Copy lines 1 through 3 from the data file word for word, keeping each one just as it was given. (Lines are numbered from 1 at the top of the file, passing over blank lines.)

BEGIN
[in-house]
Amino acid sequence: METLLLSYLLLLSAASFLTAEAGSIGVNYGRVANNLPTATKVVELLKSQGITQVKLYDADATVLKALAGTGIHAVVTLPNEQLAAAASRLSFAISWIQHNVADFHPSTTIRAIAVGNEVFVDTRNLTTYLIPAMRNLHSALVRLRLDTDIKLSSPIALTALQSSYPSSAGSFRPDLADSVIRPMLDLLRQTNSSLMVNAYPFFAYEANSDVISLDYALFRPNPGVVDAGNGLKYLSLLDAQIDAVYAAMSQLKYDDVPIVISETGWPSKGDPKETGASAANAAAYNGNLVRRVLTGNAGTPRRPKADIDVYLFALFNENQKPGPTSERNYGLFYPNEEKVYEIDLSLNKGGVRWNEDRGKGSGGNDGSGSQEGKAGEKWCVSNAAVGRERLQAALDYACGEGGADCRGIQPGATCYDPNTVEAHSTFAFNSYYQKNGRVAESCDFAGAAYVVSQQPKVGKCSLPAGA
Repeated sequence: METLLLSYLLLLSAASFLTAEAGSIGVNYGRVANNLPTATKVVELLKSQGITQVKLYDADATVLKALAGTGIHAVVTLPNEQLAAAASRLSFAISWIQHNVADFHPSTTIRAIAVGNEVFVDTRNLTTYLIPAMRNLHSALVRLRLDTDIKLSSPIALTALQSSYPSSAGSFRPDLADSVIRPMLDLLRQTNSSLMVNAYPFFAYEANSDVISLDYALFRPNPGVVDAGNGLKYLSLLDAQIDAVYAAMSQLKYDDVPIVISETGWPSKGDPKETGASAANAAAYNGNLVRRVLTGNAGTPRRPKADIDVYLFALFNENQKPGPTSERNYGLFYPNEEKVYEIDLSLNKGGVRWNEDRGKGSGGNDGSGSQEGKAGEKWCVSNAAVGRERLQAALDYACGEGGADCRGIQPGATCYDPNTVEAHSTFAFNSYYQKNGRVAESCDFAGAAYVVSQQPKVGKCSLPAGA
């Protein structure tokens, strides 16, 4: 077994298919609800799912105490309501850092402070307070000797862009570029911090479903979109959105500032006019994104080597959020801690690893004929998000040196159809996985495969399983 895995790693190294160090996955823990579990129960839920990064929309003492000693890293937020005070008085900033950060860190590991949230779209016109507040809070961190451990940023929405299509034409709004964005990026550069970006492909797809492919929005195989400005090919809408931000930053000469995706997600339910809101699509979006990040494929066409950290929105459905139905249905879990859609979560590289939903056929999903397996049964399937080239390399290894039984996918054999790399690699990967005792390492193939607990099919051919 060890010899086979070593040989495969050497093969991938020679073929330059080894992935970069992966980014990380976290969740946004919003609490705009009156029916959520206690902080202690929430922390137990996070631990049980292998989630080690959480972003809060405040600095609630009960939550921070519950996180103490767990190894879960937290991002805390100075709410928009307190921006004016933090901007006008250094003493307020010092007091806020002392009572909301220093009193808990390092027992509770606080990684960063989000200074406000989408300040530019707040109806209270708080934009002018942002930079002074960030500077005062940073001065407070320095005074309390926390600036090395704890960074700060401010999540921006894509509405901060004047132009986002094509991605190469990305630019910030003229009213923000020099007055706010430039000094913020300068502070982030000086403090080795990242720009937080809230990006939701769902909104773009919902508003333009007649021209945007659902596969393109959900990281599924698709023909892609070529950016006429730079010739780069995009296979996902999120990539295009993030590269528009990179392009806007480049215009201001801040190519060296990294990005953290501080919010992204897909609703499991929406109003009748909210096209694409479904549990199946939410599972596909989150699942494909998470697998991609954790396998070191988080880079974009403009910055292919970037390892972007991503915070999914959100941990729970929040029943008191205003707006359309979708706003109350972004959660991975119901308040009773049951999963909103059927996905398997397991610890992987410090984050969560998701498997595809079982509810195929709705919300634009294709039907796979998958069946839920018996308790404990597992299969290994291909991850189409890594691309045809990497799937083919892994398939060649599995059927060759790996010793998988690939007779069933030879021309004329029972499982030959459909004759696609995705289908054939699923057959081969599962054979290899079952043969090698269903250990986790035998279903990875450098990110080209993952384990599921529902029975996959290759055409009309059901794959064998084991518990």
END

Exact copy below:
[in-house]
Amino acid sequence: METLLLSYLLLLSAASFLTAEAGSIGVNYGRVANNLPTATKVVELLKSQGITQVKLYDADATVLKALAGTGIHAVVTLPNEQLAAAASRLSFAISWIQHNVADFHPSTTIRAIAVGNEVFVDTRNLTTYLIPAMRNLHSALVRLRLDTDIKLSSPIALTALQSSYPSSAGSFRPDLADSVIRPMLDLLRQTNSSLMVNAYPFFAYEANSDVISLDYALFRPNPGVVDAGNGLKYLSLLDAQIDAVYAAMSQLKYDDVPIVISETGWPSKGDPKETGASAANAAAYNGNLVRRVLTGNAGTPRRPKADIDVYLFALFNENQKPGPTSERNYGLFYPNEEKVYEIDLSLNKGGVRWNEDRGKGSGGNDGSGSQEGKAGEKWCVSNAAVGRERLQAALDYACGEGGADCRGIQPGATCYDPNTVEAHSTFAFNSYYQKNGRVAESCDFAGAAYVVSQQPKVGKCSLPAGA
Repeated sequence: METLLLSYLLLLSAASFLTAEAGSIGVNYGRVANNLPTATKVVELLKSQGITQVKLYDADATVLKALAGTGIHAVVTLPNEQLAAAASRLSFAISWIQHNVADFHPSTTIRAIAVGNEVFVDTRNLTTYLIPAMRNLHSALVRLRLDTDIKLSSPIALTALQSSYPSSAGSFRPDLADSVIRPMLDLLRQTNSSLMVNAYPFFAYEANSDVISLDYALFRPNPGVVDAGNGLKYLSLLDAQIDAVYAAMSQLKYDDVPIVISETGWPSKGDPKETGASAANAAAYNGNLVRRVLTGNAGTPRRPKADIDVYLFALFNENQKPGPTSERNYGLFYPNEEKVYEIDLSLNKGGVRWNEDRGKGSGGNDGSGSQEGKAGEKWCVSNAAVGRERLQAALDYACGEGGADCRGIQPGATCYDPNTVEAHSTFAFNSYYQKNGRVAESCDFAGAAYVVSQQPKVGKCSLPAGA